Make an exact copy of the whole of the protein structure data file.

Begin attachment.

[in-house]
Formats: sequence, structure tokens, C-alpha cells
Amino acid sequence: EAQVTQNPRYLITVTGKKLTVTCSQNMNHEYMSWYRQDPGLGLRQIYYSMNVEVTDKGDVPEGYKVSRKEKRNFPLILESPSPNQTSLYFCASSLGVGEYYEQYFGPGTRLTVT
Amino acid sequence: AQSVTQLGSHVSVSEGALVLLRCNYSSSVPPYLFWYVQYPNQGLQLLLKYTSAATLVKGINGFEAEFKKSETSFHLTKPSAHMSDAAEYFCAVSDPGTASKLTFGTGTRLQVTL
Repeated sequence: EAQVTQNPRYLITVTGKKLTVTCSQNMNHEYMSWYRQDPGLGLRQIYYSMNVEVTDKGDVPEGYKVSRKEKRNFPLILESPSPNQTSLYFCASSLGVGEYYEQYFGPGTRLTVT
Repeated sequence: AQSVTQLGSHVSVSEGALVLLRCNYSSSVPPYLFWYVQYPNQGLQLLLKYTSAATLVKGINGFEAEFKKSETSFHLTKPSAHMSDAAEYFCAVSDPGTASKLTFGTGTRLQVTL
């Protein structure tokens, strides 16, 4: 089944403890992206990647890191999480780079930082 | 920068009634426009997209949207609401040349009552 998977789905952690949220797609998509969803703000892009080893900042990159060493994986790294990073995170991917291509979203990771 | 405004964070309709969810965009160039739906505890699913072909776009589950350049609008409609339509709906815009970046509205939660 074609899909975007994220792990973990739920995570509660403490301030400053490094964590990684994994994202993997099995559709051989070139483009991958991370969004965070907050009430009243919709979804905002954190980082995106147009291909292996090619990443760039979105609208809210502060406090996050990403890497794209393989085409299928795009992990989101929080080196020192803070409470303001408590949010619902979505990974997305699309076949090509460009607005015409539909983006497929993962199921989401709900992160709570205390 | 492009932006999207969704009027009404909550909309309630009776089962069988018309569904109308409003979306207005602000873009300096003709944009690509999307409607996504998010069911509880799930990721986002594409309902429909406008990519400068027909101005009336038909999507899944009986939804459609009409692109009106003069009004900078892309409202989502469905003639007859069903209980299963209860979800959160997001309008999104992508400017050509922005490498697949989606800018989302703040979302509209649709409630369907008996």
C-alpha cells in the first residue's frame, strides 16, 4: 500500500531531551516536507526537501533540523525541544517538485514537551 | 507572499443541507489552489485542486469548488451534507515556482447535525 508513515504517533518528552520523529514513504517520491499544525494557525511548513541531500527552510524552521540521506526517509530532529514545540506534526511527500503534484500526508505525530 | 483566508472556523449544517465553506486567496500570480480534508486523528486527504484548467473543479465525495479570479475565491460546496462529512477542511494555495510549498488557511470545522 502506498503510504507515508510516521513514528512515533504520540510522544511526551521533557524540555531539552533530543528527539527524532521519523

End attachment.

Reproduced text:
[in-house]
Formats: sequence, structure tokens, C-alpha cells
Amino acid sequence: EAQVTQNPRYLITVTGKKLTVTCSQNMNHEYMSWYRQDPGLGLRQIYYSMNVEVTDKGDVPEGYKVSRKEKRNFPLILESPSPNQTSLYFCASSLGVGEYYEQYFGPGTRLTVT
Amino acid sequence: AQSVTQLGSHVSVSEGALVLLRCNYSSSVPPYLFWYVQYPNQGLQLLLKYTSAATLVKGINGFEAEFKKSETSFHLTKPSAHMSDAAEYFCAVSDPGTASKLTFGTGTRLQVTL
Repeated sequence: EAQVTQNPRYLITVTGKKLTVTCSQNMNHEYMSWYRQDPGLGLRQIYYSMNVEVTDKGDVPEGYKVSRKEKRNFPLILESPSPNQTSLYFCASSLGVGEYYEQYFGPGTRLTVT
Repeated sequence: AQSVTQLGSHVSVSEGALVLLRCNYSSSVPPYLFWYVQYPNQGLQLLLKYTSAATLVKGINGFEAEFKKSETSFHLTKPSAHMSDAAEYFCAVSDPGTASKLTFGTGTRLQVTL
């Protein structure tokens, strides 16, 4: 089944403890992206990647890191999480780079930082 | 920068009634426009997209949207609401040349009552 998977789905952690949220797609998509969803703000892009080893900042990159060493994986790294990073995170991917291509979203990771 | 405004964070309709969810965009160039739906505890699913072909776009589950350049609008409609339509709906815009970046509205939660 074609899909975007994220792990973990739920995570509660403490301030400053490094964590990684994994994202993997099995559709051989070139483009991958991370969004965070907050009430009243919709979804905002954190980082995106147009291909292996090619990443760039979105609208809210502060406090996050990403890497794209393989085409299928795009992990989101929080080196020192803070409470303001408590949010619902979505990974997305699309076949090509460009607005015409539909983006497929993962199921989401709900992160709570205390 | 492009932006999207969704009027009404909550909309309630009776089962069988018309569904109308409003979306207005602000873009300096003709944009690509999307409607996504998010069911509880799930990721986002594409309902429909406008990519400068027909101005009336038909999507899944009986939804459609009409692109009106003069009004900078892309409202989502469905003639007859069903209980299963209860979800959160997001309008999104992508400017050509922005490498697949989606800018989302703040979302509209649709409630369907008996």
C-alpha cells in the first residue's frame, strides 16, 4: 500500500531531551516536507526537501533540523525541544517538485514537551 | 507572499443541507489552489485542486469548488451534507515556482447535525 508513515504517533518528552520523529514513504517520491499544525494557525511548513541531500527552510524552521540521506526517509530532529514545540506534526511527500503534484500526508505525530 | 483566508472556523449544517465553506486567496500570480480534508486523528486527504484548467473543479465525495479570479475565491460546496462529512477542511494555495510549498488557511470545522 502506498503510504507515508510516521513514528512515533504520540510522544511526551521533557524540555531539552533530543528527539527524532521519523